in reply to: He made a 2 weeks vacation plan without me. #816124
    dinoceros
    Participant

    I am a person who likes to travel alone, a lot. I think the people who are/were implying that the LW is being silly and simply doesn’t understand the desire to travel alone are/were making this too black-and-white (I use both tenses, because the tide seems to have changed with the new info about the online woman).

    If I felt the need to travel alone, I wouldn’t choose the exact location my partner has been wanting to go. I’d compromise and travel to that place WITH them and then choose another place for a solo trip. I also wouldn’t wait until the entire trip was planned and booked to tell them. If I thought they’d throw a fit over the planning and thought that telling them after it was booked was a way to avoid that, then I’d take that as an incompatibility, rather than just choosing to sneak around. I also wouldn’t try to come up with intangible arguments as to why it was a good idea (“revisit my past self” “make you proud”). Again, if being honest about wanting to travel solo didn’t work, then that’s an incompatibility.

    That said, obviously this situation is more than that anyway. At the least, this guy doesn’t care much about you or your relationship. At the worst, he’s planning to hook up with this woman. The part that I’d be most insulted by, if I were you, is that he seems to think you’re incredibly stupid and spineless because he’s very blatantly making up dumb excuses and even telling you that he plans to meet a woman from online. He knows that you’ll believe him/be in denial to just let it happen and then stay around waiting for him to come back. Don’t make him right.

    in reply to: How To Negotiate Successfully #815526
    dinoceros
    Participant

    If your son has a medical condition that is exacerbated by sugar to the point where he isn’t allowed to eat it, then you shouldn’t keep it in the house. If he were an adult, maybe. But teenagers eat junk food. They don’t have the best self-control. If you KNOW he has issues with controlling himself around it, and keep it in the fridge, knowing he’s going to “steal” it, then you’re setting him up for failure. He probably eats it and feels guilty for eating it because he knows it’s wrong. I am in my 30s and if I had cookie dough or ice cream in my fridge, I’d probably not be able to stop myself from eating it at some point too.

    The issue here is that you’re describing some normal teen behavior and some behavior resulting from your son’s mental health, and essentially saying he’s a bad kid for how he behaves. You scream at him multiple times a day, apparently. You can hire all the professionals in the world to work with your son, but if your relationship to him as a parent is that you scream at him and make him feel bad about himself, none of that is going to matter. If you’re a nuclear scientist, then you should be able to pick up a parenting book or two and learn more about how parent a teen, particularly one with mental health issues.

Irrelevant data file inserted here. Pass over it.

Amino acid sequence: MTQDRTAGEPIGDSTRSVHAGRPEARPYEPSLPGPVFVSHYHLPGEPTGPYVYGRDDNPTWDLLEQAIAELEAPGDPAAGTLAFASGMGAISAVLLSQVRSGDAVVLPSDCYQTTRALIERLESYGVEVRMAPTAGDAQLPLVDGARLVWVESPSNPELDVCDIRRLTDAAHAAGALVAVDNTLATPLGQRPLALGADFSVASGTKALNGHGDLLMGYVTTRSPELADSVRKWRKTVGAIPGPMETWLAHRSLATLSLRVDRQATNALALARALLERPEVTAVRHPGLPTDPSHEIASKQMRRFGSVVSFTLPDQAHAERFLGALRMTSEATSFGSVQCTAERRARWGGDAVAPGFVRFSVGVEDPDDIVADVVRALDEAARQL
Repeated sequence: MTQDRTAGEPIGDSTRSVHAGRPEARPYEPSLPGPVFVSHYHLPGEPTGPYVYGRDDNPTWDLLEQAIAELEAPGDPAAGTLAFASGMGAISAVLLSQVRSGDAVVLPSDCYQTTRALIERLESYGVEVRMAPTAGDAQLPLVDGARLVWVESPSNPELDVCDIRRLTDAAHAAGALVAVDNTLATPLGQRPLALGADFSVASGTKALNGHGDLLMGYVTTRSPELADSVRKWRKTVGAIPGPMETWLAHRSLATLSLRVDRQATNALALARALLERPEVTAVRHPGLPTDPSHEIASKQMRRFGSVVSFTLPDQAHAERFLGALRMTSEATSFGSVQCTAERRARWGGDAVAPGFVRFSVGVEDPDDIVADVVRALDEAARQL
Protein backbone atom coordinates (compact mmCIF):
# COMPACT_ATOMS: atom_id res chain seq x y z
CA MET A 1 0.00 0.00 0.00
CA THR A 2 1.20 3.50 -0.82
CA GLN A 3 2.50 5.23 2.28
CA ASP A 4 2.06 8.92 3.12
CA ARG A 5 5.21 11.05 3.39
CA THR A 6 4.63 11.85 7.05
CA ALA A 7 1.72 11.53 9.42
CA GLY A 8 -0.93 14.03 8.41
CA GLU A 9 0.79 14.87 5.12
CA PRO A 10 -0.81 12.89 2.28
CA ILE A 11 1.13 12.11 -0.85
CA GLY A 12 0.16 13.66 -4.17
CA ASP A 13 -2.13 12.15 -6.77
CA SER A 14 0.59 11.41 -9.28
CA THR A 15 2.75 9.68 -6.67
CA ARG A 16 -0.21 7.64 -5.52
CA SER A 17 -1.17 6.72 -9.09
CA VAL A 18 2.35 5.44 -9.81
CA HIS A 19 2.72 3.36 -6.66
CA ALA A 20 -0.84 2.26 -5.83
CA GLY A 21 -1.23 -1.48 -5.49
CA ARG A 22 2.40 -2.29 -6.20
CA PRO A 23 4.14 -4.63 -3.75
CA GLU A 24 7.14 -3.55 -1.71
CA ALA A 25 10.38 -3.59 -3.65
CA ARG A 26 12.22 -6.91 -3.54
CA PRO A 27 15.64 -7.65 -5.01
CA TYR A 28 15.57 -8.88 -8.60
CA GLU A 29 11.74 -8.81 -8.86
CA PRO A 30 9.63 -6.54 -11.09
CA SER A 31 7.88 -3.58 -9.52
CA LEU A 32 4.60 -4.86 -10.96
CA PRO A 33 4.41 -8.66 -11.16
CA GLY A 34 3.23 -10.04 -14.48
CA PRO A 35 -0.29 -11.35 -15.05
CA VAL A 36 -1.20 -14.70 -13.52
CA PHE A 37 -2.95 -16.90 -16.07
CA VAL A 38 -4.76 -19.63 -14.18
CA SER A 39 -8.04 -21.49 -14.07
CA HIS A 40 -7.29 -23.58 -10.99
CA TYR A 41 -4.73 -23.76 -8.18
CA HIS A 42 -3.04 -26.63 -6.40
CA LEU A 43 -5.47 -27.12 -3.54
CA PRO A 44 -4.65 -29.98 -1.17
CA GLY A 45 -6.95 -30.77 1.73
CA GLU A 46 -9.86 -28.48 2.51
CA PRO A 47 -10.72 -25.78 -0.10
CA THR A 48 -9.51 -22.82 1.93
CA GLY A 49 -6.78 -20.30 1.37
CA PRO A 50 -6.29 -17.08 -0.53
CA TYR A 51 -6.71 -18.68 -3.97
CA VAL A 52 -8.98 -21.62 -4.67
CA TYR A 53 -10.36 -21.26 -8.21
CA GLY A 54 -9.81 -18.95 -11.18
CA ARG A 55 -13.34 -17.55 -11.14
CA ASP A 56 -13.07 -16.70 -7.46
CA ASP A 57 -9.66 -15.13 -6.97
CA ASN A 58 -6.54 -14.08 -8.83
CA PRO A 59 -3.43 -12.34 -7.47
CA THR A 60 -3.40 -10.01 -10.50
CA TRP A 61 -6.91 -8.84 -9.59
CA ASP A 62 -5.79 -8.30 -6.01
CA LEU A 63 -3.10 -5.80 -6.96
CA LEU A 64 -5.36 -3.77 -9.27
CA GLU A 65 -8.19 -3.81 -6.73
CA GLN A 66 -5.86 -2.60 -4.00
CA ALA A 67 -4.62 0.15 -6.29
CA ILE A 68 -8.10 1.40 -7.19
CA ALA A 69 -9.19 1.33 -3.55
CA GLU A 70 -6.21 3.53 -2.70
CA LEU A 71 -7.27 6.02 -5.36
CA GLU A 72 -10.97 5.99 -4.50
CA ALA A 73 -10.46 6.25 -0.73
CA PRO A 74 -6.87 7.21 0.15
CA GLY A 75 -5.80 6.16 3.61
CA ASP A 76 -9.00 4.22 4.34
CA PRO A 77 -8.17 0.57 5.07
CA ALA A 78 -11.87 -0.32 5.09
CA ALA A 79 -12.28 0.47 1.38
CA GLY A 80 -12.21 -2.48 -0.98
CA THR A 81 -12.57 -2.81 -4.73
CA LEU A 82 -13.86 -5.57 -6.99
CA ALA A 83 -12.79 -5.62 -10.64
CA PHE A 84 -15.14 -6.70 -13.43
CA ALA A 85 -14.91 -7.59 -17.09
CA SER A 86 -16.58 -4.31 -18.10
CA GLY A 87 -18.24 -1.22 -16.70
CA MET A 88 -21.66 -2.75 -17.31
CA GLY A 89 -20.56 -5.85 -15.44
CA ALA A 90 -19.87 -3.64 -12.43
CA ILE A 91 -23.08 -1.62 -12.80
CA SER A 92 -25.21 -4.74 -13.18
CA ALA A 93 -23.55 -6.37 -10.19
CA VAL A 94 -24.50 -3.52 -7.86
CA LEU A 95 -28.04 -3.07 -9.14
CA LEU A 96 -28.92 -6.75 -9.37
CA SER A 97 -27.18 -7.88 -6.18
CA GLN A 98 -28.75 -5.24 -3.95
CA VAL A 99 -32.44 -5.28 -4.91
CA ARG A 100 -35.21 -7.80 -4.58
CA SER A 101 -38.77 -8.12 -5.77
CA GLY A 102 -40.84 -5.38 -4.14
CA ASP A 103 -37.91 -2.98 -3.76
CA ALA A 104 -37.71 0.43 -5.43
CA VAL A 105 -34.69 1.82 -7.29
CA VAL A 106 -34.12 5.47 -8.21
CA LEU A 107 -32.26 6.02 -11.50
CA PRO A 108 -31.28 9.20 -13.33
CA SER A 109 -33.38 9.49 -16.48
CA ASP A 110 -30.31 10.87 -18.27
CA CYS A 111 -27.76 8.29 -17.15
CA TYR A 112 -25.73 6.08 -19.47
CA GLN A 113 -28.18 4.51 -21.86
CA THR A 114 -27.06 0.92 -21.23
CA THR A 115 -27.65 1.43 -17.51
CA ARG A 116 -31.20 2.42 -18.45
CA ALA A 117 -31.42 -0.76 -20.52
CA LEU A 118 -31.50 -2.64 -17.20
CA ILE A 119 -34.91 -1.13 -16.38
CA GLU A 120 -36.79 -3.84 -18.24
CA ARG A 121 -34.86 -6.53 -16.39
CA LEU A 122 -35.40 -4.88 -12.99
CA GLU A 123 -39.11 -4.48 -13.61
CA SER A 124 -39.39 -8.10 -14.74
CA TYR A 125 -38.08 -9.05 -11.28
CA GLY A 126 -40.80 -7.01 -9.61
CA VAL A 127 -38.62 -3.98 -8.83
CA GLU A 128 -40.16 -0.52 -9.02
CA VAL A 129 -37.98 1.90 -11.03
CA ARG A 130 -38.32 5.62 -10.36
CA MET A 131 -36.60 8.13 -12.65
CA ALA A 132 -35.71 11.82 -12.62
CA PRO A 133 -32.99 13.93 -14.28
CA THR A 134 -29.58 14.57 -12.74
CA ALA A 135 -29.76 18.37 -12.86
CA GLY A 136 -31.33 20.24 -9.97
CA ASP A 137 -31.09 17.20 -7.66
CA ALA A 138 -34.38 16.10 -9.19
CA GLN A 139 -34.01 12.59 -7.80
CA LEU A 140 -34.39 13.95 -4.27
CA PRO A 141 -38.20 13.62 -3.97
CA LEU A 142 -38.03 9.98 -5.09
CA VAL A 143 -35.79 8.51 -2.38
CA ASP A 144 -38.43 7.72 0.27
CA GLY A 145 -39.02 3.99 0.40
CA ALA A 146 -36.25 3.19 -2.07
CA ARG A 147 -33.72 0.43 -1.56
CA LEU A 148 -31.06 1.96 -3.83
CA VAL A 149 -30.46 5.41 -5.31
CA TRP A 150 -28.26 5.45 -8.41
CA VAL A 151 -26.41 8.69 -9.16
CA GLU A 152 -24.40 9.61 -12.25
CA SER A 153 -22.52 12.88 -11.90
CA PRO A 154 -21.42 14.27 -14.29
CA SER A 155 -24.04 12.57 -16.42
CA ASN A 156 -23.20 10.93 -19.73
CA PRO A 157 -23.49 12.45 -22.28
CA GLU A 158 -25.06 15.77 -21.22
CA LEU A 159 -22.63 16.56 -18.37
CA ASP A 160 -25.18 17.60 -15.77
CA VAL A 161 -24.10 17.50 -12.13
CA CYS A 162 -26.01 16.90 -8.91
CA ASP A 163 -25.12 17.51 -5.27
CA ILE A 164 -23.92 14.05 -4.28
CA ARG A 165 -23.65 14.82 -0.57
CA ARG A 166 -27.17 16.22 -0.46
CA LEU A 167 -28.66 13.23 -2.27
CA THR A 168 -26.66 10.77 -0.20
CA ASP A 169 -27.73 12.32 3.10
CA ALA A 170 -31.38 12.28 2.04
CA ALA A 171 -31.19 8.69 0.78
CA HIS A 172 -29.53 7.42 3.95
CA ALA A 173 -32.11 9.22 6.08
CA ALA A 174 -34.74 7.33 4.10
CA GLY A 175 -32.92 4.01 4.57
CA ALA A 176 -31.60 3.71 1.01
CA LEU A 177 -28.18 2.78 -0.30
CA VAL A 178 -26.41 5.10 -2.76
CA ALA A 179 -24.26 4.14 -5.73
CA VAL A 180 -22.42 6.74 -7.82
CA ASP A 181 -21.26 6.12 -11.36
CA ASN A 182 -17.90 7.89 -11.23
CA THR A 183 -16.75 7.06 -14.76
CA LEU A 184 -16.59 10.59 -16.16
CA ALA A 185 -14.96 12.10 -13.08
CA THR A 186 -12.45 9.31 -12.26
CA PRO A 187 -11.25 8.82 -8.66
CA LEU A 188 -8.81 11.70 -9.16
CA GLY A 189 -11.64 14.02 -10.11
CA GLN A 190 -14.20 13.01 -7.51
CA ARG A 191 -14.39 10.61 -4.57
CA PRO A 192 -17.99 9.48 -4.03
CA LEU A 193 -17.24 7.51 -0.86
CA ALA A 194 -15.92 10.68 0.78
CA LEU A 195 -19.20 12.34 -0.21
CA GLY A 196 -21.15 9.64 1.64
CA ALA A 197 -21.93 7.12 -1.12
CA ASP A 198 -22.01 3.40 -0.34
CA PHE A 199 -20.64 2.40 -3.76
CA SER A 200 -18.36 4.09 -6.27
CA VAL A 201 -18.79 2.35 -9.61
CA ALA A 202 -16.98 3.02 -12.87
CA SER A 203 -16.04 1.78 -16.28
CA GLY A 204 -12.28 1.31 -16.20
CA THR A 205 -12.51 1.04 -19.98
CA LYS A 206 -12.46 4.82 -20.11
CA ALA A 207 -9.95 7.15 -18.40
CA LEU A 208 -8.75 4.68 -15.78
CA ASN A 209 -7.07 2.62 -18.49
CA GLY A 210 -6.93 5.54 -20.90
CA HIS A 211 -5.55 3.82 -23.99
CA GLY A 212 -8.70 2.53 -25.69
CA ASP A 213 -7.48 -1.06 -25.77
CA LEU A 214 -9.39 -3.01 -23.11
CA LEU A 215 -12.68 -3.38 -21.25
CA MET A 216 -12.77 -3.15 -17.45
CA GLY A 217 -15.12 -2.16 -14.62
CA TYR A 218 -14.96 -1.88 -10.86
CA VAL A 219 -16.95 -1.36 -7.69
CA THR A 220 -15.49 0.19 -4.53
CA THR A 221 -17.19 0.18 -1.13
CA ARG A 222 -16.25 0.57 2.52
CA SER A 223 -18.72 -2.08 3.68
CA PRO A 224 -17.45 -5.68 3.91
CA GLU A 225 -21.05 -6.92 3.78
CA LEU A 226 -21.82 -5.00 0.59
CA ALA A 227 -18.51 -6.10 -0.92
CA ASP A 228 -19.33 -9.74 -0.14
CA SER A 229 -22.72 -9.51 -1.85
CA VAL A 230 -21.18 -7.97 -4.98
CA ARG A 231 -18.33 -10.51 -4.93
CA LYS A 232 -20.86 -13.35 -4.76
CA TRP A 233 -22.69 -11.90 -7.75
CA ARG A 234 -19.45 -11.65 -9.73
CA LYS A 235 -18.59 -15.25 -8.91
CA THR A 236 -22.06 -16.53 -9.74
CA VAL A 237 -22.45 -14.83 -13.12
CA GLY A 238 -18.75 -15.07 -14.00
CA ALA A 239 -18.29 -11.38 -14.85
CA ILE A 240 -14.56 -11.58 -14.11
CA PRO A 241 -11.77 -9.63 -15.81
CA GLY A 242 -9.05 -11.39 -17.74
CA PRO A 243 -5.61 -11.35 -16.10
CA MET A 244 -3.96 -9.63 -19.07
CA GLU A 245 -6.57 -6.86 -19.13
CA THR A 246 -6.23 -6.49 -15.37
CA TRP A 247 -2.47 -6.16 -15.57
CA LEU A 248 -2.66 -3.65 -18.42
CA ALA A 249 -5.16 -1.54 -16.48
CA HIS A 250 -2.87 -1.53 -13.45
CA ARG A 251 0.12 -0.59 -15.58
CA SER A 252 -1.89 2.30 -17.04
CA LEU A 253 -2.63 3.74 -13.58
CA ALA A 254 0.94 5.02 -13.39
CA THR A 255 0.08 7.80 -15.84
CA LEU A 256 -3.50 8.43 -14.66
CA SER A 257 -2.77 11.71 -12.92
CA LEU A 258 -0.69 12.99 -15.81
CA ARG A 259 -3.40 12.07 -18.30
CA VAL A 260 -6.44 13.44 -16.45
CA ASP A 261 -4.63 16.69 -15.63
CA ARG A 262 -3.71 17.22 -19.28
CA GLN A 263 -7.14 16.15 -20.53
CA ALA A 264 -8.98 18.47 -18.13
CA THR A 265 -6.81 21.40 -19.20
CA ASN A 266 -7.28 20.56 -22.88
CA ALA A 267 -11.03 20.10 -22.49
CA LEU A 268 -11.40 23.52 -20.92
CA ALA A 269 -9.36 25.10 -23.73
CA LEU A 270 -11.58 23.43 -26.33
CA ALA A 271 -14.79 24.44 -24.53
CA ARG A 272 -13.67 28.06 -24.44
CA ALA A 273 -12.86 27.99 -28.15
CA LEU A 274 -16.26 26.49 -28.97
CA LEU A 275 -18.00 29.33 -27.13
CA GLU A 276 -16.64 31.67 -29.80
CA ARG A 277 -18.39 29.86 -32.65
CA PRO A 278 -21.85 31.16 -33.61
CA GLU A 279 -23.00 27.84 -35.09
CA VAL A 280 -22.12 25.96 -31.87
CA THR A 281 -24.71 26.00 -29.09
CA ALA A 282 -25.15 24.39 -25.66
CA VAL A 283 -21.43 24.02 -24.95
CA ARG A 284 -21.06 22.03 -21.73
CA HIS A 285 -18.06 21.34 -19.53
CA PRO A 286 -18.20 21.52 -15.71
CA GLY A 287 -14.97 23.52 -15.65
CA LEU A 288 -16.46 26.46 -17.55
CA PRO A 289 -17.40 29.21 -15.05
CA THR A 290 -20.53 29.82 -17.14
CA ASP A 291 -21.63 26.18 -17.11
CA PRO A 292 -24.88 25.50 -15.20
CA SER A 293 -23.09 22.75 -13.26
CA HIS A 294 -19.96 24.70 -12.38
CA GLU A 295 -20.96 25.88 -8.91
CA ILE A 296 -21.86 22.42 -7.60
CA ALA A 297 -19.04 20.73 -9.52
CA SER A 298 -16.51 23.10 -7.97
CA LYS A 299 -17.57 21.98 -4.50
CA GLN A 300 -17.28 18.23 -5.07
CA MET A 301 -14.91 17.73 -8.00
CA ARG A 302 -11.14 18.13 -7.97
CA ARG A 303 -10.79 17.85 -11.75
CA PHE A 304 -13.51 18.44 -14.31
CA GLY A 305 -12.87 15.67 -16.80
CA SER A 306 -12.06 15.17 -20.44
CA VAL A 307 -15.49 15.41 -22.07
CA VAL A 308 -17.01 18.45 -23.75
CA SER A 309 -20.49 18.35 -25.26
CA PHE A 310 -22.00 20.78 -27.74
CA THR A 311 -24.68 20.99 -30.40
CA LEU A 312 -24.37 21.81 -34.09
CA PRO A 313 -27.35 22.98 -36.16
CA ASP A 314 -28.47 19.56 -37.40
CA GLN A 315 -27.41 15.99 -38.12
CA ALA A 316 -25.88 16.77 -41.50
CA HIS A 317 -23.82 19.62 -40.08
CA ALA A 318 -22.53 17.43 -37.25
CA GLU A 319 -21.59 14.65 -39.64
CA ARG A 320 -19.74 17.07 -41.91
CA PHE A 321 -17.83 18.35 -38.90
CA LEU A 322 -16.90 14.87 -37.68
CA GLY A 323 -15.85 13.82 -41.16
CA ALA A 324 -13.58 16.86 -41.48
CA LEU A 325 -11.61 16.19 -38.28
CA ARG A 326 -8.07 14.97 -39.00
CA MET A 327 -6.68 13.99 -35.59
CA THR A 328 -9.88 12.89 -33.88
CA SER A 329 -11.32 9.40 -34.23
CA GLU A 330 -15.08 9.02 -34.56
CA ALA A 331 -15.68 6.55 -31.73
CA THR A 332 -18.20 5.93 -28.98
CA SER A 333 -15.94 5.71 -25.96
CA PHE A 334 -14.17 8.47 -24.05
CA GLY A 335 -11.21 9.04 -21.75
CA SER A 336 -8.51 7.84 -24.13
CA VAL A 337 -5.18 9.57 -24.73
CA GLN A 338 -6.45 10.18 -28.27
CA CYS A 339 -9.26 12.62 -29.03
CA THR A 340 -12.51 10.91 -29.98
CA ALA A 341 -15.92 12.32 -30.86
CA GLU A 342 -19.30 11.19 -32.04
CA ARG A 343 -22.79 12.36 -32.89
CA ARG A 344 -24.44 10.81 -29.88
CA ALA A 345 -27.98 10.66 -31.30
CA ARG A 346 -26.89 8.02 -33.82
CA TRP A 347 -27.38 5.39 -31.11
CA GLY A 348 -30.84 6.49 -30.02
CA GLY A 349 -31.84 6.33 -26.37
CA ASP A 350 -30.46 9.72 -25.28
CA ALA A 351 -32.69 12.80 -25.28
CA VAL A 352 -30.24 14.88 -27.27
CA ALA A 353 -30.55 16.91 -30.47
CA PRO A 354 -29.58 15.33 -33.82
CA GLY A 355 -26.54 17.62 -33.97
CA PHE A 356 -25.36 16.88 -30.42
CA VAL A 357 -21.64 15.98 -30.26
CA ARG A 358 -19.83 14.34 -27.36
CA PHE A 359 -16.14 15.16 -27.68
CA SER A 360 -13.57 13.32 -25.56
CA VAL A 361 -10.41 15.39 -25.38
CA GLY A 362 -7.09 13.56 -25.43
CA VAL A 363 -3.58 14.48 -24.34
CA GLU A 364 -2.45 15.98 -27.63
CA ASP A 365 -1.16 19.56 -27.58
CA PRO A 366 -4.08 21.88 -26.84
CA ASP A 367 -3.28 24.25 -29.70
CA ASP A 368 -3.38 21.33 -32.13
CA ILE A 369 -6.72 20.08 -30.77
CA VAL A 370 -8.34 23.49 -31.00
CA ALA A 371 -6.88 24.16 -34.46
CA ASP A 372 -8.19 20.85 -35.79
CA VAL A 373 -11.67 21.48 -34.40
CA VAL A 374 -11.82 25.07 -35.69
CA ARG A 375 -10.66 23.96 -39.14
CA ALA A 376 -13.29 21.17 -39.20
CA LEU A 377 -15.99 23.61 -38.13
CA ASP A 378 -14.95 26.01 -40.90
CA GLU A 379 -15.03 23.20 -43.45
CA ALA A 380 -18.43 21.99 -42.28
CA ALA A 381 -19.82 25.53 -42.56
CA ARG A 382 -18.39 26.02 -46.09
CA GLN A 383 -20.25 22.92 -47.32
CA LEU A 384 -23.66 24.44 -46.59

Your original post makes it sound like your top priority is this man who doesn’t want to be with you and you’re blaming your son for it. As a parent, you should be RUNNING away from anybody who says it won’t work out with them and your son. You two are a package deal, no matter how bad you seem to think he is.

    Take some time to learn more about parenting your son and once things are under better control, then that would be a good time to date. But I think also some counseling would be in order to help you learn how to look for men who are right for you and not chase after ones who aren’t.

    dinoceros
    Participant

    Aside from the cheating aspect of this, I work with college students and one of the big causes of students failing classes is that they memorize stuff rather than understanding the concepts they are being tested on. A lot of students use seemingly helpful resources and think they are studying well (memorizing types of problems, practicing them over and over, etc.), but they are essentially just memorizing what they need to pass that test. In later classes, or if they have a teacher who writes a test in a way that requires them to APPLY what they’ve learned, they can’t do it. You don’t want to set up a situation where you can’t do well unless you’re cheating or where you’re expected to know information that you don’t know.

    in reply to: Dealing with 'fake' Christmas Presents #813230
    dinoceros
    Participant

    I think this is a good learning experience for your daughter, that you need to facilitate. A child that age does not need to be judging the gifts they receive based on how cheap they are or not (and I mean cheap in the quality sense). I would have probably responded to her that her aunt cares about her a lot and wanted to get her a special gift, and that sometimes we buy things without knowing they are broken (or whatever). This is not a time to reinforce the idea that she should be expecting gifts of a certain quality or expense.

    in reply to: Help #812240
    dinoceros
    Participant

    Yes, you’re too controlling. Even you admit that he’s only talking about the kid and that whenever you look at his phone, everything is fine. That should have been what you needed to learn to back off. The fact that you’re continuing to expect him to tell you every text and show him all the messages is really inappropriate.

    If he had written in, I’d be telling him that he needs to run in the other direction. You need to get your jealousy in check or find someone who doesn’t have kids. (And the jealously is not his problem to fix, so your solution needs to involve you and only you.)